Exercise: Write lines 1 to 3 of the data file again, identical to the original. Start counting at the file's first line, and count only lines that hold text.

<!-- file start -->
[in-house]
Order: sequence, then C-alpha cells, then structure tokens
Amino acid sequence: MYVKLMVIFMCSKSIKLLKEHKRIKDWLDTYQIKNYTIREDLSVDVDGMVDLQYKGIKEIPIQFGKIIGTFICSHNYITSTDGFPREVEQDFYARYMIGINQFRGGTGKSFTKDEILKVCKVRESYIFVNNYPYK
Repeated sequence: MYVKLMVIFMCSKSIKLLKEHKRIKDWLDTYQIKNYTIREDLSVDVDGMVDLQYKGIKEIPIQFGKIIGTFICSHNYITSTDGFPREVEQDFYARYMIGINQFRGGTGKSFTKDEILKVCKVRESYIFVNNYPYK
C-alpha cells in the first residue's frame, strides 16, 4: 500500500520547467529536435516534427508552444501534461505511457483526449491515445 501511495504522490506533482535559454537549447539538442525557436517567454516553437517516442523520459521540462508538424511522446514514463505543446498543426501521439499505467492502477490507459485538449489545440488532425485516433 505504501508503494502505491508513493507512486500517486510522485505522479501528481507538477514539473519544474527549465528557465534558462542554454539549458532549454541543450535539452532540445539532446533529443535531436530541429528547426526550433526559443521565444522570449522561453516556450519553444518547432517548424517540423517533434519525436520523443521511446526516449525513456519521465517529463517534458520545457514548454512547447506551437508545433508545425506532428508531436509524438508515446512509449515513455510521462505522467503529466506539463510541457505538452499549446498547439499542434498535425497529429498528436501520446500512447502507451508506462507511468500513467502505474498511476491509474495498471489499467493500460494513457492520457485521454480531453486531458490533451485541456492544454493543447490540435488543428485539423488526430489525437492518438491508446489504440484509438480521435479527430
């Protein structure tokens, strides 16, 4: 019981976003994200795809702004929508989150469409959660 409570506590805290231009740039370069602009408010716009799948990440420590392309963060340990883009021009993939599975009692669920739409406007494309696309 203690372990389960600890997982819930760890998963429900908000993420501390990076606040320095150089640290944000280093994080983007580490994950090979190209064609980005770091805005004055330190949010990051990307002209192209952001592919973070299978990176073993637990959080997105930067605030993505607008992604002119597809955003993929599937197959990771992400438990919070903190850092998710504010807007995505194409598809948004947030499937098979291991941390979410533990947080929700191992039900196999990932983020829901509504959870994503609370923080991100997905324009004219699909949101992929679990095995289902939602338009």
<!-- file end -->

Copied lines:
[in-house]
Order: sequence, then C-alpha cells, then structure tokens
Amino acid sequence: MYVKLMVIFMCSKSIKLLKEHKRIKDWLDTYQIKNYTIREDLSVDVDGMVDLQYKGIKEIPIQFGKIIGTFICSHNYITSTDGFPREVEQDFYARYMIGINQFRGGTGKSFTKDEILKVCKVRESYIFVNNYPYK